Billionaire Mat Ishbia has reportedly agreed to buy the NBA's Phoenix Suns and WNBA's Phoenix Mercury from suspended governor Robert Sarver for $4 billion, the Suns announced on Tuesday night (via Shams Charania of The Athletic and Stadium).
ESPN's Adrian Wojnarowski first reported the deal would be completed in the "near future."
Sarver announced his intention to sell the Suns and Mercury in September amid massive public pressure from fans, NBA players and sponsors after an investigation found he used racial slurs, made sexist comments, mistreated employees and presided over a hostile work environment during his ownership tenure.
Commissioned by the NBA, the independent investigation conducted by the Wachtell, Lipton, Rosen & Katz law firm found Sarver used the N-word on at least five occasions despite being told by other employees his use of the word was inappropriate. He also made lewd sexual comments toward women, had inappropriate physical conduct with men in the workplace, engaged in inequitable treatment of women and bullied employees.
The NBA suspended Sarver for one year and fined him $10 million for his actions, but those punishments received an overwhelmingly negative reaction. There was almost unilateral agreement that the punishment did not fit the severity of Sarver's transgressions, with LeBron James, Chris Paul and Draymond Green criticizing the NBA for falling short.
LeBron James @KingJames
behavior. I love this league and I deeply respect our leadership. But this isn’t right. There is no place for misogyny, sexism, and racism in any work place. Don’t matter if you own the team or play for the team. We hold our league up as an example of our values and this aint it.
While the NBA could not force Sarver to sell, it became increasingly apparent the public pressure would not relent. PayPal, the team's jersey sponsor, said it would not renew its deal with the Suns if Sarver remained involved with the franchise after his suspension.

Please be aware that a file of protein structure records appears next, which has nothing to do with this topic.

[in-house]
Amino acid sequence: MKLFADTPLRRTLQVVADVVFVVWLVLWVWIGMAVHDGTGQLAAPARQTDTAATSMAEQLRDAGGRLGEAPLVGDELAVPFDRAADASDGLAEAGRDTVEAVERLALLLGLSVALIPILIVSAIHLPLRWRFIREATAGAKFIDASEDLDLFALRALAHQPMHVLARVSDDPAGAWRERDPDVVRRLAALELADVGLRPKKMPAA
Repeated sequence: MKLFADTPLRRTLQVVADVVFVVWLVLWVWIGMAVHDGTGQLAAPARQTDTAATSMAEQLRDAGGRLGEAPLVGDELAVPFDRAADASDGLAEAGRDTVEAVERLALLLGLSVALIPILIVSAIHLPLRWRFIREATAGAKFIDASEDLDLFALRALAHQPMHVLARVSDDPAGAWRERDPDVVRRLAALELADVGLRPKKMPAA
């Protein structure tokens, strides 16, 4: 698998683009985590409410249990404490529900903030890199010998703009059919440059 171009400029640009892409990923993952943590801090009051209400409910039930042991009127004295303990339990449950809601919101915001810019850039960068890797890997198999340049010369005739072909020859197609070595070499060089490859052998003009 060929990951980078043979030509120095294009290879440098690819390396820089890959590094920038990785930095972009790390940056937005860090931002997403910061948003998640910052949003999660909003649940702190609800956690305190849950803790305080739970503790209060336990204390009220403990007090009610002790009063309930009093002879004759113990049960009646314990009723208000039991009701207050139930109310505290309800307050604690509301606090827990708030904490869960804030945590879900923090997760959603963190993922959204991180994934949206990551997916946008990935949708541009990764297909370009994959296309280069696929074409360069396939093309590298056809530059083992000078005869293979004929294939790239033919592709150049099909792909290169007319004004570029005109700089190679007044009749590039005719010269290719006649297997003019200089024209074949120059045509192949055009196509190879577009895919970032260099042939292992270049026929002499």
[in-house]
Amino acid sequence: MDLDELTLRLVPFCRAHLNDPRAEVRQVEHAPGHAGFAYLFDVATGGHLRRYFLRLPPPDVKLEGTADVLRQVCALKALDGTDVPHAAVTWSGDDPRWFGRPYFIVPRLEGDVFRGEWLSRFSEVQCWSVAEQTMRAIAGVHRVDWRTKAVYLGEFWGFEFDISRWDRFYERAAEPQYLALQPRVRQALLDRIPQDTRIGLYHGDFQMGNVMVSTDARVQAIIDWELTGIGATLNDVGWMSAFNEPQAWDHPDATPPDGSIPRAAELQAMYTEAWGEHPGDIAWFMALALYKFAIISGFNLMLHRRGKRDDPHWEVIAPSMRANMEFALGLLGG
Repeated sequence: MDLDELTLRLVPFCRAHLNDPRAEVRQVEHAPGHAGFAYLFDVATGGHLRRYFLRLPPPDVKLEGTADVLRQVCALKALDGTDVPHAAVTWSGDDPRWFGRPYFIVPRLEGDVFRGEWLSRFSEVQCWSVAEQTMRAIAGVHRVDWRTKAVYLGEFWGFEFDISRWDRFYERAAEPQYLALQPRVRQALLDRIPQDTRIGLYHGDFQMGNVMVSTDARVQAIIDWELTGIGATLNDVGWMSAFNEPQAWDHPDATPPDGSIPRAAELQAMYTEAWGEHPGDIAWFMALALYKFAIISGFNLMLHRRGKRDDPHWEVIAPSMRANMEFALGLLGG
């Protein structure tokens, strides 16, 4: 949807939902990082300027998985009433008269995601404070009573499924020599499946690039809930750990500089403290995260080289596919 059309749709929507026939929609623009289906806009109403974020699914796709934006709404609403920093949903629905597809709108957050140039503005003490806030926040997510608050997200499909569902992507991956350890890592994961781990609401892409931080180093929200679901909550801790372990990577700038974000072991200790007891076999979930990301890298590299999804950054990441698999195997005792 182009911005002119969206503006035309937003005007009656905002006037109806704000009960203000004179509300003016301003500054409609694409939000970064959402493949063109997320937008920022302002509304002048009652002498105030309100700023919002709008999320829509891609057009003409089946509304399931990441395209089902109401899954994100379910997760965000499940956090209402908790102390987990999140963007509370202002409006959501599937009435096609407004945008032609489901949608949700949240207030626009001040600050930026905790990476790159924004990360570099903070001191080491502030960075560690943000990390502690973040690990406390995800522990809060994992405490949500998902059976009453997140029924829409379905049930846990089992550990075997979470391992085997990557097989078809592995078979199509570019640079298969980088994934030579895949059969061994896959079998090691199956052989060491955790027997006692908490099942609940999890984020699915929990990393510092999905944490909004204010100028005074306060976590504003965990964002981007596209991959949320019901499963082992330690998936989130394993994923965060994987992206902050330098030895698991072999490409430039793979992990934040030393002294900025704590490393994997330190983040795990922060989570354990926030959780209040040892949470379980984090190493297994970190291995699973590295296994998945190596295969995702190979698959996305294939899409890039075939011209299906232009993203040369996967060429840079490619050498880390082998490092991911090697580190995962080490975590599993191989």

In his press release announcing his intent to sell the Suns and Mercury, Sarver blamed an "unforgiving climate" for his selling the team:
"As a man of faith, I believe in atonement and the path to forgiveness. I expected that the commissioner's one-year suspension would provide the time for me to focus, make amends and remove my personal controversy from the teams that I and so many fans love.
"But in our current unforgiving climate, it has become painfully clear that that is no longer possible—that whatever good I have done, or could still do, is outweighed by things I have said in the past."
Ishbia is the chairman and CEO of UWM Holdings, a Michigan-based mortgage lending company. According to Forbes, he has a net worth of $5.1 billion, which has dropped from $9.7 billion in 2021.
Basketball fans may recognize Ishbia's name from his time as a reserve on Michigan State's basketball team from 1999-00 to 2001-02. He was part of the Spartans' national championship roster in 2000.
Ishbia will almost certainly be an instant hit among Suns faithful, who were already disenchanted with Sarver's propensity for penny-pinching even before news of his actions became public. Many fans blame Sarver's frugal ownership style as the main reason the Seven Seconds or Less Suns never won a championship.